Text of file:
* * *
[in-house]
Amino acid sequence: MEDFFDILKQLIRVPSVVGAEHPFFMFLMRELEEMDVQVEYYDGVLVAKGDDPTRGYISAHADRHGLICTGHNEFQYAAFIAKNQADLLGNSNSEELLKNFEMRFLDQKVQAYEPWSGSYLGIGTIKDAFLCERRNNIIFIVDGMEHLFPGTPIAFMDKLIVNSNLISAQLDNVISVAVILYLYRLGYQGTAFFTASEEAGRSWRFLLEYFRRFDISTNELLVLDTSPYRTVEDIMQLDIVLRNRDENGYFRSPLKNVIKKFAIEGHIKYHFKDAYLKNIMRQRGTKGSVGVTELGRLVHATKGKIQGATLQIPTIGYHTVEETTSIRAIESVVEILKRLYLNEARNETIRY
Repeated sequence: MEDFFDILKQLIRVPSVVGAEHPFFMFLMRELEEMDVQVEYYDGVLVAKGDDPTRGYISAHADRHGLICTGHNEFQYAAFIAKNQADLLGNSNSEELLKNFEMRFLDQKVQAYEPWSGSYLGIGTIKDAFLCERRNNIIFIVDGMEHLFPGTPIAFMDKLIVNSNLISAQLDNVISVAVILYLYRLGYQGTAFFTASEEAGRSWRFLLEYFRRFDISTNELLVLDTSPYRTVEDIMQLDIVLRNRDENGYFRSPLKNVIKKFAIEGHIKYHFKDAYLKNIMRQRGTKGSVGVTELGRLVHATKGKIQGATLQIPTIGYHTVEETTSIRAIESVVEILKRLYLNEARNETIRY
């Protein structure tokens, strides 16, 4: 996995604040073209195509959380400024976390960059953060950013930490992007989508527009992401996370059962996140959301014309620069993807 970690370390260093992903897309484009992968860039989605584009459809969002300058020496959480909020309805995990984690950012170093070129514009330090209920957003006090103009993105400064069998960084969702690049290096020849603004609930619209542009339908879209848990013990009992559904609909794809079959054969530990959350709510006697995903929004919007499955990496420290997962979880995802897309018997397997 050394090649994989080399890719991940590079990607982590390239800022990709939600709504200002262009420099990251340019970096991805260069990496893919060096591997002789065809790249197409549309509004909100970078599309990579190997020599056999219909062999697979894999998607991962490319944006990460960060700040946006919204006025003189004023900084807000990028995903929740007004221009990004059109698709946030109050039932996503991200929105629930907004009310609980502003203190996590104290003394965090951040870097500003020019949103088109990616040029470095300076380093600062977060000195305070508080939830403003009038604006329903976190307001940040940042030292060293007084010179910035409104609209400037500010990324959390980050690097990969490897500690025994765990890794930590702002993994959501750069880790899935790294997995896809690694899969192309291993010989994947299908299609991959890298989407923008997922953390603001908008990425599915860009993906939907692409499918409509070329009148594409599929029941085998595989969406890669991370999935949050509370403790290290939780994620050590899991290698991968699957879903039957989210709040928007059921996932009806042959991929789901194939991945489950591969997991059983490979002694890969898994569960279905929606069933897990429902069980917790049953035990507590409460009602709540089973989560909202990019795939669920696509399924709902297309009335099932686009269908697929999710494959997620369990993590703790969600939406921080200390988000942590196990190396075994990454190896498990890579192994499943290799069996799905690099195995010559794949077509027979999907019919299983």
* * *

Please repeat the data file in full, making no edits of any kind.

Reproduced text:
[in-house]
Amino acid sequence: MEDFFDILKQLIRVPSVVGAEHPFFMFLMRELEEMDVQVEYYDGVLVAKGDDPTRGYISAHADRHGLICTGHNEFQYAAFIAKNQADLLGNSNSEELLKNFEMRFLDQKVQAYEPWSGSYLGIGTIKDAFLCERRNNIIFIVDGMEHLFPGTPIAFMDKLIVNSNLISAQLDNVISVAVILYLYRLGYQGTAFFTASEEAGRSWRFLLEYFRRFDISTNELLVLDTSPYRTVEDIMQLDIVLRNRDENGYFRSPLKNVIKKFAIEGHIKYHFKDAYLKNIMRQRGTKGSVGVTELGRLVHATKGKIQGATLQIPTIGYHTVEETTSIRAIESVVEILKRLYLNEARNETIRY
Repeated sequence: MEDFFDILKQLIRVPSVVGAEHPFFMFLMRELEEMDVQVEYYDGVLVAKGDDPTRGYISAHADRHGLICTGHNEFQYAAFIAKNQADLLGNSNSEELLKNFEMRFLDQKVQAYEPWSGSYLGIGTIKDAFLCERRNNIIFIVDGMEHLFPGTPIAFMDKLIVNSNLISAQLDNVISVAVILYLYRLGYQGTAFFTASEEAGRSWRFLLEYFRRFDISTNELLVLDTSPYRTVEDIMQLDIVLRNRDENGYFRSPLKNVIKKFAIEGHIKYHFKDAYLKNIMRQRGTKGSVGVTELGRLVHATKGKIQGATLQIPTIGYHTVEETTSIRAIESVVEILKRLYLNEARNETIRY
């Protein structure tokens, strides 16, 4: 996995604040073209195509959380400024976390960059953060950013930490992007989508527009992401996370059962996140959301014309620069993807 970690370390260093992903897309484009992968860039989605584009459809969002300058020496959480909020309805995990984690950012170093070129514009330090209920957003006090103009993105400064069998960084969702690049290096020849603004609930619209542009339908879209848990013990009992559904609909794809079959054969530990959350709510006697995903929004919007499955990496420290997962979880995802897309018997397997 050394090649994989080399890719991940590079990607982590390239800022990709939600709504200002262009420099990251340019970096991805260069990496893919060096591997002789065809790249197409549309509004909100970078599309990579190997020599056999219909062999697979894999998607991962490319944006990460960060700040946006919204006025003189004023900084807000990028995903929740007004221009990004059109698709946030109050039932996503991200929105629930907004009310609980502003203190996590104290003394965090951040870097500003020019949103088109990616040029470095300076380093600062977060000195305070508080939830403003009038604006329903976190307001940040940042030292060293007084010179910035409104609209400037500010990324959390980050690097990969490897500690025994765990890794930590702002993994959501750069880790899935790294997995896809690694899969192309291993010989994947299908299609991959890298989407923008997922953390603001908008990425599915860009993906939907692409499918409509070329009148594409599929029941085998595989969406890669991370999935949050509370403790290290939780994620050590899991290698991968699957879903039957989210709040928007059921996932009806042959991929789901194939991945489950591969997991059983490979002694890969898994569960279905929606069933897990429902069980917790049953035990507590409460009602709540089973989560909202990019795939669920696509399924709902297309009335099932686009269908697929999710494959997620369990993590703790969600939406921080200390988000942590196990190396075994990454190896498990890579192994499943290799069996799905690099195995010559794949077509027979999907019919299983």